, Gloucester, MA


March 25, 2013

My View: Supt. Safier on security solutions

The question of school security, the subject of a Gloucester School Committee public hearing Wednesday at 7 at West Parish School, calls upon us to describe what strategies the district has taken to minimize the potential for violence in our schools.

There are three main areas of focus.

The first is to ensure that the culture and climate in our schools is positive and respectful of all of its members.

Second, schools use a threat assessment system included in our mental health and social services programs which addresses the mental health needs of students and maintains a network of trained professionals that examine the thinking, planning, and other behaviors of students who might be capable of carrying out attacks.

Third, we require a well-orchestrated emergency operations program that coordinates the efforts of schools, the district, and local agencies such as police, fire, and regional services.

The key to reducing the threat of violence in schools must center upon school climate and the ability to promote open communication throughout each building. Relationships within buildings must be such that students know that they can go to administrators or anyone in the building when they feel threatened or worried about their safety. Students must recognize that, if they do not speak up, then they could be putting themselves and their friends in danger. And educators must be astute listeners. In keeping with this openness, bullying and all forms of harassment must be minimal.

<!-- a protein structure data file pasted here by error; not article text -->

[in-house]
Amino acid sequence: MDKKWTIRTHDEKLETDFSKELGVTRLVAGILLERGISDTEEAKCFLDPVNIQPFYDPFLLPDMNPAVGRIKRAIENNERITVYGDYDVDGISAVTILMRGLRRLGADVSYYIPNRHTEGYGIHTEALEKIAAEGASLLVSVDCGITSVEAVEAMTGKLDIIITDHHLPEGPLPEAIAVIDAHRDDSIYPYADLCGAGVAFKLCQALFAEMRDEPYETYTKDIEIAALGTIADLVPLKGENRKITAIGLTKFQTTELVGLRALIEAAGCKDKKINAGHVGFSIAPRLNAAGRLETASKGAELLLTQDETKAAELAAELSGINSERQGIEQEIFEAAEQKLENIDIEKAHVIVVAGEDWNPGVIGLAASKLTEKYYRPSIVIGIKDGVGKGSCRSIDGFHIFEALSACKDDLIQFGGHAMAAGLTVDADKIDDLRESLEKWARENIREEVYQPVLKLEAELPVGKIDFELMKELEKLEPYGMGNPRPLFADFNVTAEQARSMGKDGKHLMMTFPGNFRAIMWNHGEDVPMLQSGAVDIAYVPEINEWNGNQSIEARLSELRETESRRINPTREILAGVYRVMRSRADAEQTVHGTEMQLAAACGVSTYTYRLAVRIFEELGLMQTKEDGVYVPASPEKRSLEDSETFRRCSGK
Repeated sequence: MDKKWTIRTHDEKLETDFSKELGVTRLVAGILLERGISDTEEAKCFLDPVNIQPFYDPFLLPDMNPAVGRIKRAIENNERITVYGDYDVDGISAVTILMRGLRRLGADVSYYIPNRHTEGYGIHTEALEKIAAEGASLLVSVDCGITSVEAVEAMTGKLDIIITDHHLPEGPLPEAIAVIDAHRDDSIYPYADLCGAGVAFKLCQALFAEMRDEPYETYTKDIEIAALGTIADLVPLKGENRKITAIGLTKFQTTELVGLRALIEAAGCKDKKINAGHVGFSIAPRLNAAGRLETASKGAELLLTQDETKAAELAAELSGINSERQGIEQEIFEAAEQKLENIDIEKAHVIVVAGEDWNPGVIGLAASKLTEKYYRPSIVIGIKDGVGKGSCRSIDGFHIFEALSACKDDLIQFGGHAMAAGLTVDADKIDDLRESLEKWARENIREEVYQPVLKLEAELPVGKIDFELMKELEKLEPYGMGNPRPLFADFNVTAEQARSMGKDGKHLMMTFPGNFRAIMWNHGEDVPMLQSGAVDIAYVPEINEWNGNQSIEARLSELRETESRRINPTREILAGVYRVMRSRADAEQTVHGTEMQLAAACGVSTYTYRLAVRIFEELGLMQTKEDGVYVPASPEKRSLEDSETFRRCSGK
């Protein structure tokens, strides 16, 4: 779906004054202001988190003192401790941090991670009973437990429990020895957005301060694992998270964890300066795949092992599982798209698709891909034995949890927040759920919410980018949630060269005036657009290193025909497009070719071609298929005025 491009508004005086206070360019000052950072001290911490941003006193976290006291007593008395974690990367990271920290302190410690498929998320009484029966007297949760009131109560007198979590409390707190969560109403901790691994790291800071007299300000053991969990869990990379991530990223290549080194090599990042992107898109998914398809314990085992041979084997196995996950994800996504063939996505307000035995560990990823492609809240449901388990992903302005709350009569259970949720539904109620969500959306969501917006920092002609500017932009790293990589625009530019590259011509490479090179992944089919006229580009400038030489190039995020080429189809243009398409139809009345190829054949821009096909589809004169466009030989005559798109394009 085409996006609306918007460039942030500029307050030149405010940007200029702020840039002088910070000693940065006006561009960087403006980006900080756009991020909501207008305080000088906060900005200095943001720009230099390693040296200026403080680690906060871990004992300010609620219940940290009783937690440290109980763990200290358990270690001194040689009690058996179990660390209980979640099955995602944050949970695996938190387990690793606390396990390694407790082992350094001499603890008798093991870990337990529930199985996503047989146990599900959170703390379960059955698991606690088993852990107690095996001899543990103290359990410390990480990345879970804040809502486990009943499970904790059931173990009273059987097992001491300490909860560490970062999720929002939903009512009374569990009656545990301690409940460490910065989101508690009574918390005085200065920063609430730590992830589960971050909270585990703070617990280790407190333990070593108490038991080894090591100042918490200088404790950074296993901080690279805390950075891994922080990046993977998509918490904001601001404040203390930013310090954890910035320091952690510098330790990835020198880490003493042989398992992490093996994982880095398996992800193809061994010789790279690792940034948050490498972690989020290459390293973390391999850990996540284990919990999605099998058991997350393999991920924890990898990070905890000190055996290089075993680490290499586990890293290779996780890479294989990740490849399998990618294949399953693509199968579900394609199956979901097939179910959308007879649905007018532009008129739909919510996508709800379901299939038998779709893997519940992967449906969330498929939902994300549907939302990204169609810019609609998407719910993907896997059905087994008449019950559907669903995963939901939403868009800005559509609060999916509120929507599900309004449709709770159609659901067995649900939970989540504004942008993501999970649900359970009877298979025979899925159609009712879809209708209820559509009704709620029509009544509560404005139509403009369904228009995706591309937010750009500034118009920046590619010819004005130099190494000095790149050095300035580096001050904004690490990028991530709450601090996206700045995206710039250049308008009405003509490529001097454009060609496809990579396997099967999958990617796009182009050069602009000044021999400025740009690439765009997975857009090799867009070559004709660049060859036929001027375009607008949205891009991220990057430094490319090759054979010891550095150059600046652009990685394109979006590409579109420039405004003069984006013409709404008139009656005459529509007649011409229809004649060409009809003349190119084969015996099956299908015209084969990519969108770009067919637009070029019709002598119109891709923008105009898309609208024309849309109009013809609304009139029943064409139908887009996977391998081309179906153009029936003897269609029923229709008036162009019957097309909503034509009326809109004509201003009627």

A second element is the threat assessment approach to the potential risk that a student might pose to school safety (historically, violence-prone students present the major threat of school violence).

In 2002, the U.S. Department of Education and the U.S. Secret Service produced a report titled, “The Final Report and Findings of the Safe School Initiative: Implications for the Prevention of School Attacks in the United States.” The report presents key findings that have implications for the development of strategies to address the problem of targeted school violence. These are:

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